A Modest Proposal: Fake News Futures Market

Alternative title: James Madison, Meet Mechanism Design

Note: This is my penultimate blog post in a multi-part series on conspiracy theories

Why are conspiracy theories so popular, and how should we respond to them? I have already spent considerable time and space on this blog trying to answer these questions. In this post, I will propose a new approach, the logic of which can be summed up in the following five words: “James Madison, Meet Mechanism Design.” In Federalist Paper #10 (available here), Madison famously identified the problem of “faction” as a great source of danger to liberal values, even going as far as to call factions a “dangerous vice.” (To the extent modern-day factions like QAnon and others are the source of fake news and conspiracy theories, Madison’s 18th-Century admonition continues to hold true today!) But at the same time, Madison explains in Federalist 10 that efforts to curb factions are always more dangerous than this disease. In Madison’s memorable words:

Liberty is to faction what air is to fire, an aliment without which it instantly expires. But it could not be less folly to abolish liberty, which is essential to political life, because it nourishes faction, than it would be to wish the annihilation of air, which is essential to animal life, because it imparts to fire its destructive agency.”

By the same token, contemporary proposals to curb fake news and the spread of conspiracy theories–either through direct regulation of social media platforms or through the appointment of a national/federal “reality czar”–are likewise dangerous. Why? Because such “solutions” might stifle or even suffocate the marketplace of ideas. Returning to Madison and Federalist #10, what was Madison’s ingenious solution to the dangerous vice of factions? More factions! Again, in the immortal words of Madison:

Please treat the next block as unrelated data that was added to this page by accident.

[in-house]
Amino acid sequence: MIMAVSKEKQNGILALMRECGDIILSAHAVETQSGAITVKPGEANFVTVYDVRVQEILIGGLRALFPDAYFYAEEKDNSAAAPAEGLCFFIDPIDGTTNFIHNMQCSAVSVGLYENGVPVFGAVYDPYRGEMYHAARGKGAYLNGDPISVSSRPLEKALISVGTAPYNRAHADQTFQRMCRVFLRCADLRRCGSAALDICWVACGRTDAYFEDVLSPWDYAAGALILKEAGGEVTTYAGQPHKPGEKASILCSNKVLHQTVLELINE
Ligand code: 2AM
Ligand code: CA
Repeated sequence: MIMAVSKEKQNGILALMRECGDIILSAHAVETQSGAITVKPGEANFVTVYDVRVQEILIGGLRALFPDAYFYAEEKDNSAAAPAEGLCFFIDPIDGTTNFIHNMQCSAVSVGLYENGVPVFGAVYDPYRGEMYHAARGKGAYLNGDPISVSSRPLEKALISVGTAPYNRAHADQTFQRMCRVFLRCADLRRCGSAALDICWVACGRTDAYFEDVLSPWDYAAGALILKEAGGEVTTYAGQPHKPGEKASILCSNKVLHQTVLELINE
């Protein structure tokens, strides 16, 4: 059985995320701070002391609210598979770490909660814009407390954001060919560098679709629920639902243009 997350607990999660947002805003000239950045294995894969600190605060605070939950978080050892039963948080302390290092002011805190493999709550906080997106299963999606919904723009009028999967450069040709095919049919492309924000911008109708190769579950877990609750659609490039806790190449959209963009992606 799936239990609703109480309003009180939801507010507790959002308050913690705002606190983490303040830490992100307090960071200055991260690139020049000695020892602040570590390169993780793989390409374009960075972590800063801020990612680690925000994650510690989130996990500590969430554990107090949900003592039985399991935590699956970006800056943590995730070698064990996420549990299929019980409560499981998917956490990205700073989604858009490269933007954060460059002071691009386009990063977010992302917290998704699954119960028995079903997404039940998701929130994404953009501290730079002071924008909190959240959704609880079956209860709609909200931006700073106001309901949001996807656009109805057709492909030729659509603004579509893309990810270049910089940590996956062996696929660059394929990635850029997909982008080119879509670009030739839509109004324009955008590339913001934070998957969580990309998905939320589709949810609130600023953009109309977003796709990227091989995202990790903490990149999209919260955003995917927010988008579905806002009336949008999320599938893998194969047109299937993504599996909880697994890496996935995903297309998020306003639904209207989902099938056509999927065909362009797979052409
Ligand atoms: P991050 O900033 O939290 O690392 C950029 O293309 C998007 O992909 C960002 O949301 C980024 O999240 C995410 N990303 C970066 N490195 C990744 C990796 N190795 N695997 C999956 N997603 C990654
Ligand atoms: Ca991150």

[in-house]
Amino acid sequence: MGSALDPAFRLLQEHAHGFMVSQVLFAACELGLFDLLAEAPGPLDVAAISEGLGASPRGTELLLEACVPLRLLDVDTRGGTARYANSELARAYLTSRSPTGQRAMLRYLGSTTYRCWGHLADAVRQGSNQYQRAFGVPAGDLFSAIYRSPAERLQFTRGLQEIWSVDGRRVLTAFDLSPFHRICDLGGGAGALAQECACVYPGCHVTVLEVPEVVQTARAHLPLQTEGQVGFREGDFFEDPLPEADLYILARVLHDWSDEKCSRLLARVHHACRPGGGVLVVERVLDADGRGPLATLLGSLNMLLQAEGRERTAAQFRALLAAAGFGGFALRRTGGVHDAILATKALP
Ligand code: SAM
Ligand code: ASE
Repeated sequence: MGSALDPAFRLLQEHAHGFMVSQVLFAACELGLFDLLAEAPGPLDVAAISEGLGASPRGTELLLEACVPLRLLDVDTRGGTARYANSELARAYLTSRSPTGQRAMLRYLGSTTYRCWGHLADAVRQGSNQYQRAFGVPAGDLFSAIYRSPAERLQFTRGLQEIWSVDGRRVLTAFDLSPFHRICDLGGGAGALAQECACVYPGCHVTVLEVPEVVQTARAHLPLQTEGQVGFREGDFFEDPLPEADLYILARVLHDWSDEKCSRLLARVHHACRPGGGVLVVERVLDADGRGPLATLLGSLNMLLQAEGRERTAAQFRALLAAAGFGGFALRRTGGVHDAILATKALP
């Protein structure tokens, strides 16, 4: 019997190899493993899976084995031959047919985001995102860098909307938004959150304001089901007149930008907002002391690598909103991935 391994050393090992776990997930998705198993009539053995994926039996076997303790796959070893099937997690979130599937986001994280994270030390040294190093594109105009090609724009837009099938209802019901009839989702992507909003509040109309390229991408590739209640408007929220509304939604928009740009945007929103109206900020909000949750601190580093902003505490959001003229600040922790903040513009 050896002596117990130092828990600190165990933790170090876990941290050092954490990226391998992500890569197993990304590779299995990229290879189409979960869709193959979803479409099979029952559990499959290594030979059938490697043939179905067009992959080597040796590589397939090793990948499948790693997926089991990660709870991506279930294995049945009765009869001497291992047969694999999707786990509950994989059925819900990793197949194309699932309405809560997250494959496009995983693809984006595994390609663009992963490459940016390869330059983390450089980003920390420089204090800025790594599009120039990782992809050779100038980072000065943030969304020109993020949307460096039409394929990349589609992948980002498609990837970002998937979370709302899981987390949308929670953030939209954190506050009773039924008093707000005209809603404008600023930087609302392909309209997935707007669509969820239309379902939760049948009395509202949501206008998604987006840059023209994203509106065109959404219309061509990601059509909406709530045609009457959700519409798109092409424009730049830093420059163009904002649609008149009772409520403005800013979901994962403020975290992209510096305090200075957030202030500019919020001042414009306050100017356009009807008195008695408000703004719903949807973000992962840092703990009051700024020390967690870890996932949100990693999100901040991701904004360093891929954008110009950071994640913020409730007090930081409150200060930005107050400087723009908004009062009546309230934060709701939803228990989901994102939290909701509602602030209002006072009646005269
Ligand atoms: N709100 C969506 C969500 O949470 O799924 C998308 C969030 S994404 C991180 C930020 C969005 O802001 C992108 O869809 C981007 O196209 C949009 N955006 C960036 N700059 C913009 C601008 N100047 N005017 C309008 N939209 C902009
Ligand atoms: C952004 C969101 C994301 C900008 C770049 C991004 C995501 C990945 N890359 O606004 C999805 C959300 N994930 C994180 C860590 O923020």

Extend the sphere, and you take in a greater variety of parties and interests; you make it less probable that a majority of the whole will have a common motive to invade the rights of other citizens ….”

In other words, the more factions there are, the more they cancel each other out, making it far more difficult for any one faction to dominate politics. Likewise, perhaps the solution to the problem of fake news is not less fake news but more! Simply put, instead of trying to repress fake news and conspiracy theories and risk shutting down the marketplace of ideas, what if we encouraged people to propose–and bet on–as many items of fake news and conspiracy theories as they want to? From a theoretical perspective, ideas markets have many desirable and classical liberal properties, since such markets incentivize people to seek information and to be precise in their claims. Also, ideas markets are able to efficiently aggregate disparate sources of information and scale well with the number of people and opinions.

I will say more about my proposed “fake news futures market” and conclude my series on conspiracy theories in my next post.

The Federalist Papers by Alexander Hamilton, James Madison and John Jay

About F. E. Guerra-Pujol

When I’m not blogging, I am a business law professor at the University of Central Florida.
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